Energy Partner Jerry Bloom was quoted in Utility Dive’s July 28, 2016, article titled “PURPA's Puzzle: FERC Workshop Revisits 1978 Law, Embattled as Ever.”
The article discusses the revival of the Public Utility Regulatory Policies Act (PURPA) and the continuous debates the law has created since its enactment. According to the article, utilities in at least six states have recently engaged against key provisions of PURPA. Just last month, at the request of the Senate and House energy committees, the Federal Energy Regulatory Commission (FERC) met to discuss the rates and terms that qualifying facilities (QF) are paid under PURPA and the proper size of QFs. The meeting was held in response to concerns that PURPA was no longer relevant, considering changes over the last three decades to the electric power market. While no clear consensus for reform of the law was reached, these discussions provided an informative outline of the issues posed by PURPA nationwide.
Since PURPA’s enactment the power market has evolved. The bill was passed during the 1970’s oil crises and was originally intended to spur the development of small renewable power plants and cogeneration plants–now known as combined heat and power (CHP). At the time, utilities were vertically integrated, controlling all generation, distribution and transmission in their designated franchise territories.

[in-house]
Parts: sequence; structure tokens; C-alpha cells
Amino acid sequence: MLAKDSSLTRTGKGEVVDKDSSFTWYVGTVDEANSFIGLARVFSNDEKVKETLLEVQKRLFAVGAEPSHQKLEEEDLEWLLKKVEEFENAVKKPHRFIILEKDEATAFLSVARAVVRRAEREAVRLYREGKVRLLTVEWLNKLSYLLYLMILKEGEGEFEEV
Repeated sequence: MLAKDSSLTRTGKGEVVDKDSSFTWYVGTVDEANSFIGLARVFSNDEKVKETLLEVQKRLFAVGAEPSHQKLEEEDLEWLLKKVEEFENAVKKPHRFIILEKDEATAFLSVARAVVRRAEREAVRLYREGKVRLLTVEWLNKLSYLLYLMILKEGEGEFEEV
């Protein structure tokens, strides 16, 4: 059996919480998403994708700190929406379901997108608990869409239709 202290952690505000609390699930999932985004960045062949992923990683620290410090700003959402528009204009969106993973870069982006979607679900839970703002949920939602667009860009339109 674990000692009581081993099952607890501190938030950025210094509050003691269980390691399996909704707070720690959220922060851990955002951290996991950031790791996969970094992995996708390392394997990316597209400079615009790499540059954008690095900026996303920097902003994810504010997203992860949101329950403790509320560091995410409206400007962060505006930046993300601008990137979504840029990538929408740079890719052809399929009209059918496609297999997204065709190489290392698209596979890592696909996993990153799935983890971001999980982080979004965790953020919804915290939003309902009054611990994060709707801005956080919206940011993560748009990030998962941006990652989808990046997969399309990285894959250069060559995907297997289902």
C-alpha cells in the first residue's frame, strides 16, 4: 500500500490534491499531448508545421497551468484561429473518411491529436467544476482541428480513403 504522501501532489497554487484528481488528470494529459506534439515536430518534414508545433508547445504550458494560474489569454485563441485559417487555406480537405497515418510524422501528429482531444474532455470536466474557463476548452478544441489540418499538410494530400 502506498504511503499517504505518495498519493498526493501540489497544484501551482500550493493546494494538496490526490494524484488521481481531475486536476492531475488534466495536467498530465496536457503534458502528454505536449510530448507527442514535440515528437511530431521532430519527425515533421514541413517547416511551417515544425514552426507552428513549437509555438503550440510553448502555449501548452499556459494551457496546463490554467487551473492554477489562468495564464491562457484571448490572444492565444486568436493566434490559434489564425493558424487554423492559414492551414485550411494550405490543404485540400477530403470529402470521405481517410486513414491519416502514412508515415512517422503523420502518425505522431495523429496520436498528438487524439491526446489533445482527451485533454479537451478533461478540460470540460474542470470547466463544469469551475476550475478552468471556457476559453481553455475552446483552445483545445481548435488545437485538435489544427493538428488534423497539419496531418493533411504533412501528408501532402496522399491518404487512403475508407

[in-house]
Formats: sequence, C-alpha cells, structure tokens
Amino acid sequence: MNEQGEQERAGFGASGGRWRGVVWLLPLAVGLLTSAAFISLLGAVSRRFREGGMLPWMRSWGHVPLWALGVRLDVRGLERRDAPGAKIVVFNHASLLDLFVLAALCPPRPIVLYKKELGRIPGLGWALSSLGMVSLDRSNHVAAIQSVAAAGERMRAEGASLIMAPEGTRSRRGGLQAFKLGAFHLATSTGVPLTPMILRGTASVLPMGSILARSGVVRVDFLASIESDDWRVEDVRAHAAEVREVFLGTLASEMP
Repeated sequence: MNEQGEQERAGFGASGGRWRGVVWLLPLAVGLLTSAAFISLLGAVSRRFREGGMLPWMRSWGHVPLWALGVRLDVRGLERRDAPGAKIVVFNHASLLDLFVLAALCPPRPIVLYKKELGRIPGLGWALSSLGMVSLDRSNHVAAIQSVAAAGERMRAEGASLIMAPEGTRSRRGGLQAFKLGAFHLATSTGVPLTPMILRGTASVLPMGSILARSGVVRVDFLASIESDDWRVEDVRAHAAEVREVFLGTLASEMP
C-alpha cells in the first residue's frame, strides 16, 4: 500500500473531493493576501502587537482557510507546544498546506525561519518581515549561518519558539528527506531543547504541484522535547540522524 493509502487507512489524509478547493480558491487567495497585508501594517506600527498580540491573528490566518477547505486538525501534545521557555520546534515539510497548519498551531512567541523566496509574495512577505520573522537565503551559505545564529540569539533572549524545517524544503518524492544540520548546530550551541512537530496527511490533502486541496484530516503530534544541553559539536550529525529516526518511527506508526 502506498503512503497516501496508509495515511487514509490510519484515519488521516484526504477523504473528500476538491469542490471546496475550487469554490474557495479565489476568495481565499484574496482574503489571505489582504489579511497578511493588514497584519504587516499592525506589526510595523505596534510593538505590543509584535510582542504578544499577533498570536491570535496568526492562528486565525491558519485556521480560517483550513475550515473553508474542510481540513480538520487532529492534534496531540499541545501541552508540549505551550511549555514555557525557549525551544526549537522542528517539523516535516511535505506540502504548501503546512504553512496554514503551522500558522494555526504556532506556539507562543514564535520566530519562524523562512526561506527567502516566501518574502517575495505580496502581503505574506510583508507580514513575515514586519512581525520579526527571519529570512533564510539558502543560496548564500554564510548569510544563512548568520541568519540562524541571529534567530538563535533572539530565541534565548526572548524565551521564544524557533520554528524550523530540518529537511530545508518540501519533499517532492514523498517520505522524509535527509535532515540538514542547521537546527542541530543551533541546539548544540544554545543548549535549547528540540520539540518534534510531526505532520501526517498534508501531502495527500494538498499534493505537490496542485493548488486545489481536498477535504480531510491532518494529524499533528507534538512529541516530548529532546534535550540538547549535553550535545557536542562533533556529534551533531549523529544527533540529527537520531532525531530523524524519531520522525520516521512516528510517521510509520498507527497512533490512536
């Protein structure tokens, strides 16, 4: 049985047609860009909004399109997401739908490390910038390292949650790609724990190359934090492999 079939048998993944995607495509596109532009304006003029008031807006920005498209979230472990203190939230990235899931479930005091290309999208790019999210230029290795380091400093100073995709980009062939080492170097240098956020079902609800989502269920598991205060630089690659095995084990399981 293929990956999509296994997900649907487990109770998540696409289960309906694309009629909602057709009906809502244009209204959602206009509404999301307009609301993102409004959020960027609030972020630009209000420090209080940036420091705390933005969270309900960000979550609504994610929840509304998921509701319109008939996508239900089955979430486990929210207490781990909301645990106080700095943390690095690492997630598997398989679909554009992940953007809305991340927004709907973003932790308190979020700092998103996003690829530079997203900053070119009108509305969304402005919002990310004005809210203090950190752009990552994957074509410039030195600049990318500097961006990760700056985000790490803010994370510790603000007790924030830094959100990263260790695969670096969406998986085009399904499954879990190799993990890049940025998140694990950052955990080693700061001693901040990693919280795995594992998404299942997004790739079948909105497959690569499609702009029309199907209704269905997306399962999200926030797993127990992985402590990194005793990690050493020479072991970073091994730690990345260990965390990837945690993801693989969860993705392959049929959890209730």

The article points out that one of the unintended consequences of PURPA was to open competition in power generation, but decades later the competition that followed has all but overwhelmed key provisions of PURPA. In addition, one of the issues utilities have with avoided costs is that they are set above prevailing electric power rates and on the other side developers and their advocates counter those claims.
Jerry Bloom, who testified on behalf of the California Cogeneration Council, pointed out that “avoided energy cost pricing is often held as simply a proxy for spot energy market prices, and thus fails to capture true long-run avoided costs as represented by the capacity and efficiency contributions of CHP.”
The article highlights the importance of this consideration for developers as it is usually unfeasible to finance a project on the basis of spot, or energy, prices alone.
Legislative changes to PURPA are unlikely until the 2016 election concludes, and FERC, as a regulator, has limited ability to make substantive changes to the law itself. Mr. Bloom notes, “FERC has an obligation to make PURPA useful.”